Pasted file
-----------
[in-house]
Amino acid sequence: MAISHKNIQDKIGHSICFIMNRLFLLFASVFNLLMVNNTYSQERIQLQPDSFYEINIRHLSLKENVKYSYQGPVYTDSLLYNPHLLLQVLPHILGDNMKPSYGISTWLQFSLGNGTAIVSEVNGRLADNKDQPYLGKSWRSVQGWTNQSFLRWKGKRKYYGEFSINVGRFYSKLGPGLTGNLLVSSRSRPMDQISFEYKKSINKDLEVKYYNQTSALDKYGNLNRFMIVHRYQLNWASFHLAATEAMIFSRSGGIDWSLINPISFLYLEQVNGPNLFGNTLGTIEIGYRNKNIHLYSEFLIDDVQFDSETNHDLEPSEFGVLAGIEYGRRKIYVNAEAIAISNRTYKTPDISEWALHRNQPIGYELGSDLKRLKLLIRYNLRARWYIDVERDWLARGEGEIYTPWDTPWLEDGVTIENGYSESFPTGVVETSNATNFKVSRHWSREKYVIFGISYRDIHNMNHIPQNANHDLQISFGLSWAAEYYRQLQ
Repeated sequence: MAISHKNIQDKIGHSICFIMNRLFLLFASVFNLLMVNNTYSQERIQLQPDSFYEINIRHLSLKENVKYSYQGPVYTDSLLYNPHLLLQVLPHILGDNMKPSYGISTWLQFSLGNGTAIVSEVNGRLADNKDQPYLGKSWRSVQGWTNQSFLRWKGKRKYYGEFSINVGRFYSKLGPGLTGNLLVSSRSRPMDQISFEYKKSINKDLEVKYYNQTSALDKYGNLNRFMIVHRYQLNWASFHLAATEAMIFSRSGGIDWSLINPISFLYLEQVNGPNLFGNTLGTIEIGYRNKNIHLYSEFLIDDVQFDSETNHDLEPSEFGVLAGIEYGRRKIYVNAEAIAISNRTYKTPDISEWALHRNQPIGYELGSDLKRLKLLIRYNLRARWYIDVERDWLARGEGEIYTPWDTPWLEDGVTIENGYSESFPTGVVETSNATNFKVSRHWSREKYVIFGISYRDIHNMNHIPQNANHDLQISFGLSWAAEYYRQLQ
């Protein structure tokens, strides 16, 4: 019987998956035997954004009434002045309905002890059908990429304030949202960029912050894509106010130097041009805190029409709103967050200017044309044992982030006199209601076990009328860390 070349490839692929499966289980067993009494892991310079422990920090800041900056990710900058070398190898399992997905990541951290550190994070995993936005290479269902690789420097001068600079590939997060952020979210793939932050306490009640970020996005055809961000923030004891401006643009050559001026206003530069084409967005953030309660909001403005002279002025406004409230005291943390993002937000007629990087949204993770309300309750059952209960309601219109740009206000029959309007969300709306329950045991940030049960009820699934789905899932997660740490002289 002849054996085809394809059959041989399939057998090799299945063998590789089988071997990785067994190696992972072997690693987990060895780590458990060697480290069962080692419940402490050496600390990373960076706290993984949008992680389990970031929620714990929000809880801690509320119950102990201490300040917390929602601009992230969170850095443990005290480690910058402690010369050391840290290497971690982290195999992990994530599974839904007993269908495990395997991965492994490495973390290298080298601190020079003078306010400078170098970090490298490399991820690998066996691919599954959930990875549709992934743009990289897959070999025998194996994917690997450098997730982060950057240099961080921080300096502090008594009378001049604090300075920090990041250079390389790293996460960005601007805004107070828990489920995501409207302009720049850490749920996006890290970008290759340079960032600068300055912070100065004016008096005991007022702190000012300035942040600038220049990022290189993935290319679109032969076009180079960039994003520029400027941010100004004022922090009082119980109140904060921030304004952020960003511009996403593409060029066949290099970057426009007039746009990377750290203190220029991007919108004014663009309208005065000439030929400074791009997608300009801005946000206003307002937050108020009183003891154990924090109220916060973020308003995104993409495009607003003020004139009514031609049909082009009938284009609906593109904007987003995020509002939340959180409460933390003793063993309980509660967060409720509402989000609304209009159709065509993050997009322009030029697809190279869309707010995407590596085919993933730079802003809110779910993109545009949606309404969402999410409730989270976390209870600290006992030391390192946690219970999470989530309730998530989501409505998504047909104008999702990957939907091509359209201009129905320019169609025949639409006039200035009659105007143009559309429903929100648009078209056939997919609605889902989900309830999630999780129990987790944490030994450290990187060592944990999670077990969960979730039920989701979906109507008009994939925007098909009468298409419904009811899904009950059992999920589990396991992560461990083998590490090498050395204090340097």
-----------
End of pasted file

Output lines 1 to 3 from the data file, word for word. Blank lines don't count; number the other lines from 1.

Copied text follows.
[in-house]
Amino acid sequence: MAISHKNIQDKIGHSICFIMNRLFLLFASVFNLLMVNNTYSQERIQLQPDSFYEINIRHLSLKENVKYSYQGPVYTDSLLYNPHLLLQVLPHILGDNMKPSYGISTWLQFSLGNGTAIVSEVNGRLADNKDQPYLGKSWRSVQGWTNQSFLRWKGKRKYYGEFSINVGRFYSKLGPGLTGNLLVSSRSRPMDQISFEYKKSINKDLEVKYYNQTSALDKYGNLNRFMIVHRYQLNWASFHLAATEAMIFSRSGGIDWSLINPISFLYLEQVNGPNLFGNTLGTIEIGYRNKNIHLYSEFLIDDVQFDSETNHDLEPSEFGVLAGIEYGRRKIYVNAEAIAISNRTYKTPDISEWALHRNQPIGYELGSDLKRLKLLIRYNLRARWYIDVERDWLARGEGEIYTPWDTPWLEDGVTIENGYSESFPTGVVETSNATNFKVSRHWSREKYVIFGISYRDIHNMNHIPQNANHDLQISFGLSWAAEYYRQLQ
Repeated sequence: MAISHKNIQDKIGHSICFIMNRLFLLFASVFNLLMVNNTYSQERIQLQPDSFYEINIRHLSLKENVKYSYQGPVYTDSLLYNPHLLLQVLPHILGDNMKPSYGISTWLQFSLGNGTAIVSEVNGRLADNKDQPYLGKSWRSVQGWTNQSFLRWKGKRKYYGEFSINVGRFYSKLGPGLTGNLLVSSRSRPMDQISFEYKKSINKDLEVKYYNQTSALDKYGNLNRFMIVHRYQLNWASFHLAATEAMIFSRSGGIDWSLINPISFLYLEQVNGPNLFGNTLGTIEIGYRNKNIHLYSEFLIDDVQFDSETNHDLEPSEFGVLAGIEYGRRKIYVNAEAIAISNRTYKTPDISEWALHRNQPIGYELGSDLKRLKLLIRYNLRARWYIDVERDWLARGEGEIYTPWDTPWLEDGVTIENGYSESFPTGVVETSNATNFKVSRHWSREKYVIFGISYRDIHNMNHIPQNANHDLQISFGLSWAAEYYRQLQ